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On Mon, Nov 23, 2015 at 2:16 PM, Philipp Janda <> wrote:
> Am 23.11.2015 um 22:46 schröbte Coda Highland:
>> On Mon, Nov 23, 2015 at 1:25 PM, Philipp Janda <> wrote:
>>> That's nonsense. Many static languages don't have RAII.
>>> Joking aside, so far I have not found a better tool for generic resource
>>> management than RAII. Advantages of RAII over finally/using/with: You
>>> need
>>> only one language feature (destructors) instead of two (finalizers and
>>> finally), so the language is less complex/bloated (see C++!). And more
>>> importantly you only write your resource management code once and not
>>> multiple times scattered around in your source code.
>> That's a fallacious claim. You DO need two language features to
>> implement RAII -- destructors and deterministic cleanup. Destructors
>> with nondeterministic cleanup is exactly what Lua has right now with
>> the __gc metamethod.
> If you want to count deterministic cleanup you also have to count the
> garbage collector, so it's two features compared to three.

No, you don't have to count the garbage collector, because the other
scheme doesn't REQUIRE a garbage collector. You could implement it
using whatever memory management / cleanup scheme you want, including
a deterministic one. (After all, C++ has finally; alternatively,
refcounting is deterministic.) But you can't implement RAII unless you
have deterministic cleanup.

>> Saying that C++ is less complex/bloated is also a pretty flimsy claim,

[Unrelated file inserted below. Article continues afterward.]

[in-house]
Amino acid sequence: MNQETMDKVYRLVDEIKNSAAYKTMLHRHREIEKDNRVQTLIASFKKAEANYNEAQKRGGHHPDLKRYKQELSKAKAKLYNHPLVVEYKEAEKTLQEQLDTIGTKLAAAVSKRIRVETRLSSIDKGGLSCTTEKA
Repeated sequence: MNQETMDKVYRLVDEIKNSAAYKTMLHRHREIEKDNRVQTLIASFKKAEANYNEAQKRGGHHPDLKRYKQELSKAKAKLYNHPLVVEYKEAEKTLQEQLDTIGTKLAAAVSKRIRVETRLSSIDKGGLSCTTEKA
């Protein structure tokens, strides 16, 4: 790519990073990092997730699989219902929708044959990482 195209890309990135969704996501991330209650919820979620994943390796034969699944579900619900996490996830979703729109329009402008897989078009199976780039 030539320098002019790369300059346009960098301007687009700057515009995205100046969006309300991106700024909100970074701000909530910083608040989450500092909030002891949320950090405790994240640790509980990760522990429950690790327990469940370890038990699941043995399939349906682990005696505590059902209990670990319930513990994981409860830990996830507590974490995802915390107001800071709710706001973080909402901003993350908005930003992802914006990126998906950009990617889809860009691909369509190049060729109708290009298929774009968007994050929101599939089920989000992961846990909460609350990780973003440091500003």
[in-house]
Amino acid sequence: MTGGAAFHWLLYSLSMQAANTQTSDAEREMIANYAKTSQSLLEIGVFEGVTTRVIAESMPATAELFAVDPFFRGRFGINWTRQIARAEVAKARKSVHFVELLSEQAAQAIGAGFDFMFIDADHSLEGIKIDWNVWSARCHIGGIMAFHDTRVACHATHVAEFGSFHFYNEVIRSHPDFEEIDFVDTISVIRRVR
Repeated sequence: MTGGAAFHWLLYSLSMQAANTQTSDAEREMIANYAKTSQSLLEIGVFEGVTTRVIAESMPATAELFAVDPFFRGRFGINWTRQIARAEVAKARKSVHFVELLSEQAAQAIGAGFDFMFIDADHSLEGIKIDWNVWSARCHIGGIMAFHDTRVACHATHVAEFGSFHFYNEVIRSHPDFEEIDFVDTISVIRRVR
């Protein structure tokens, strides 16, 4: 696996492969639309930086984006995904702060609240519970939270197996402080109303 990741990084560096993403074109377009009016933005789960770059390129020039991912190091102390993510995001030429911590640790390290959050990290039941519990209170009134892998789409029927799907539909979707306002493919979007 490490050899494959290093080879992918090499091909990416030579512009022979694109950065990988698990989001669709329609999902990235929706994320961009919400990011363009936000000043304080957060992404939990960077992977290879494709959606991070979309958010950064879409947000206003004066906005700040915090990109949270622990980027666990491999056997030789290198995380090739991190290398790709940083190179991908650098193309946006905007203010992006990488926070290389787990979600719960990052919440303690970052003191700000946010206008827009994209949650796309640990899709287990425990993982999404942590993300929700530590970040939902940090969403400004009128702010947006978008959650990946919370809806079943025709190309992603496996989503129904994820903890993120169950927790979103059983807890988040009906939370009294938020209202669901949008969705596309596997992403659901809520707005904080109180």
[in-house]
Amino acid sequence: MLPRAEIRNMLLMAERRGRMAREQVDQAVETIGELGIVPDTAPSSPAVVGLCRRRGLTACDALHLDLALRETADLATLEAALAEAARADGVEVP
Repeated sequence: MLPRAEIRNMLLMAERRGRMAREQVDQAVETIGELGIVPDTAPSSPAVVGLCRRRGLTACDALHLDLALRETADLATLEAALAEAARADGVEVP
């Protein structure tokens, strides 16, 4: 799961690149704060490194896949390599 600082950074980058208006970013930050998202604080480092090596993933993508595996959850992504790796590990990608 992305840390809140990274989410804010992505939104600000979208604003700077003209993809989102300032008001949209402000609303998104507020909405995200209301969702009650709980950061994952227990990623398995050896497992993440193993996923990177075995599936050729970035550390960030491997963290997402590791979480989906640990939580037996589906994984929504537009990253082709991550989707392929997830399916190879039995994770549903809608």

>> considering that the typical criticism of C++ is that it's
>> overengineered and complicated, and that the typical praise of Lua is
>> its minimalism.
> The C++ part was a joke (obviously, I thought). I'm aware that C++ is
> considered complex and bloated (and rightly so). But RAII is not the problem
> there (that part was meant seriously).

The way I read it is that RAII is less complex/bloated than finally
clauses because it only requires one language feature instead of two,
and then you called out C++ as if in support of that point; I didn't
perceive humorous intent in highlighting C++ there.

>> And as for where resource management goes, C++ code involves writing
>> resource management ALL OVER THE PLACE. You have to pay attention to
>> scoping and you have to either manually free heap-allocated memory or
>> explicitly use a container that does it for you. That's a far cry from
>> keeping the code centralized.
> Manually free'ing heap-allocated memory is *not* RAII. To get the benefits
> you actually have to use it. C++ doesn't force you to use RAII (and it
> probably shouldn't -- it's too low-level for that), so you might be right
> about resource management in C++ code, but I still think I'm right about
> resource management with RAII.

You're right that RAII allows you to avoid littering your code with
cleanup boilerplate -- proper use of RAII is a lot better than try {
open(); } finally { close(); } all over the place. But RAII doesn't
magically free you from cleanup boilerplate; it just moves it from the
point of use to the point of declaration. Every class you create has
to explicitly include its own cleanup code, and there are cases
(particularly when there are interdependencies between states) where
black-boxed RAII causes headaches. C++ eventually realized this
headache and added a finally construct to the language, because
sometimes cleaning up requires more than just calling destructors in
reverse order.

This is why I say that if I had to choose just ONE of the two, I'd
prefer finally over deterministic destructors -- while it's possible
to implement either in terms of the other, the headache of dealing
with the cases that are less-naturally expressed using destructors
outweighs the code-brevity benefit of RAII.

In my ideal language, I have both.

/s/ Adam